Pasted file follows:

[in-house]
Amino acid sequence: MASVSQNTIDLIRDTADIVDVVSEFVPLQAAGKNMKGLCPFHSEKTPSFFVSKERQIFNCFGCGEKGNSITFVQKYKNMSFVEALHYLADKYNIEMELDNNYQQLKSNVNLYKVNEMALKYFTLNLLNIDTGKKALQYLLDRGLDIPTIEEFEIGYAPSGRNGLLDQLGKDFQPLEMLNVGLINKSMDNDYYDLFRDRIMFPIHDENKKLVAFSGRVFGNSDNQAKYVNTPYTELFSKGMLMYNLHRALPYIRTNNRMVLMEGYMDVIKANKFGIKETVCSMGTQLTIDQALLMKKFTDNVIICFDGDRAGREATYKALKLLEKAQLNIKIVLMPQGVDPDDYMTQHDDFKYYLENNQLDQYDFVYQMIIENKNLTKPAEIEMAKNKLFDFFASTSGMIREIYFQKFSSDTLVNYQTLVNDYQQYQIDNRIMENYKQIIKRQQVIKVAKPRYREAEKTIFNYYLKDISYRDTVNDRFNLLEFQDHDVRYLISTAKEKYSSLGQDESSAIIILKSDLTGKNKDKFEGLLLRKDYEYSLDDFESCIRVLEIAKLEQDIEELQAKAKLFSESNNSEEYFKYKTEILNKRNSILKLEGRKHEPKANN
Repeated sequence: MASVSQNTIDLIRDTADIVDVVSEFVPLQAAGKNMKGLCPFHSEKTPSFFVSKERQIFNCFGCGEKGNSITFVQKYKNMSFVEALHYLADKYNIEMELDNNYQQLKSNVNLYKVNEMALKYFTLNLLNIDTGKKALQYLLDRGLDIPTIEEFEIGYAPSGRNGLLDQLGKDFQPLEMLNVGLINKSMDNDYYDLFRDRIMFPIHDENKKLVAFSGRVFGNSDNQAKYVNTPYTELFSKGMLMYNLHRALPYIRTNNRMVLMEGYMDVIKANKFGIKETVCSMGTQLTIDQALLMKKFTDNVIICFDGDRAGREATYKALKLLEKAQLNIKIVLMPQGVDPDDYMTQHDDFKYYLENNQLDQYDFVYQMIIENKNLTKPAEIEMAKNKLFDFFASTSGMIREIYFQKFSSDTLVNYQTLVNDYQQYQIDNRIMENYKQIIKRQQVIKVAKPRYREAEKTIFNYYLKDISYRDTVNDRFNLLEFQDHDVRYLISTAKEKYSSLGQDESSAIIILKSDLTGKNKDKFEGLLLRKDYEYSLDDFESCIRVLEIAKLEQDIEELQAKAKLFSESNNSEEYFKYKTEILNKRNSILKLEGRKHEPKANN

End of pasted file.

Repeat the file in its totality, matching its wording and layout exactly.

[in-house]
Amino acid sequence: MASVSQNTIDLIRDTADIVDVVSEFVPLQAAGKNMKGLCPFHSEKTPSFFVSKERQIFNCFGCGEKGNSITFVQKYKNMSFVEALHYLADKYNIEMELDNNYQQLKSNVNLYKVNEMALKYFTLNLLNIDTGKKALQYLLDRGLDIPTIEEFEIGYAPSGRNGLLDQLGKDFQPLEMLNVGLINKSMDNDYYDLFRDRIMFPIHDENKKLVAFSGRVFGNSDNQAKYVNTPYTELFSKGMLMYNLHRALPYIRTNNRMVLMEGYMDVIKANKFGIKETVCSMGTQLTIDQALLMKKFTDNVIICFDGDRAGREATYKALKLLEKAQLNIKIVLMPQGVDPDDYMTQHDDFKYYLENNQLDQYDFVYQMIIENKNLTKPAEIEMAKNKLFDFFASTSGMIREIYFQKFSSDTLVNYQTLVNDYQQYQIDNRIMENYKQIIKRQQVIKVAKPRYREAEKTIFNYYLKDISYRDTVNDRFNLLEFQDHDVRYLISTAKEKYSSLGQDESSAIIILKSDLTGKNKDKFEGLLLRKDYEYSLDDFESCIRVLEIAKLEQDIEELQAKAKLFSESNNSEEYFKYKTEILNKRNSILKLEGRKHEPKANN
Repeated sequence: MASVSQNTIDLIRDTADIVDVVSEFVPLQAAGKNMKGLCPFHSEKTPSFFVSKERQIFNCFGCGEKGNSITFVQKYKNMSFVEALHYLADKYNIEMELDNNYQQLKSNVNLYKVNEMALKYFTLNLLNIDTGKKALQYLLDRGLDIPTIEEFEIGYAPSGRNGLLDQLGKDFQPLEMLNVGLINKSMDNDYYDLFRDRIMFPIHDENKKLVAFSGRVFGNSDNQAKYVNTPYTELFSKGMLMYNLHRALPYIRTNNRMVLMEGYMDVIKANKFGIKETVCSMGTQLTIDQALLMKKFTDNVIICFDGDRAGREATYKALKLLEKAQLNIKIVLMPQGVDPDDYMTQHDDFKYYLENNQLDQYDFVYQMIIENKNLTKPAEIEMAKNKLFDFFASTSGMIREIYFQKFSSDTLVNYQTLVNDYQQYQIDNRIMENYKQIIKRQQVIKVAKPRYREAEKTIFNYYLKDISYRDTVNDRFNLLEFQDHDVRYLISTAKEKYSSLGQDESSAIIILKSDLTGKNKDKFEGLLLRKDYEYSLDDFESCIRVLEIAKLEQDIEELQAKAKLFSESNNSEEYFKYKTEILNKRNSILKLEGRKHEPKANN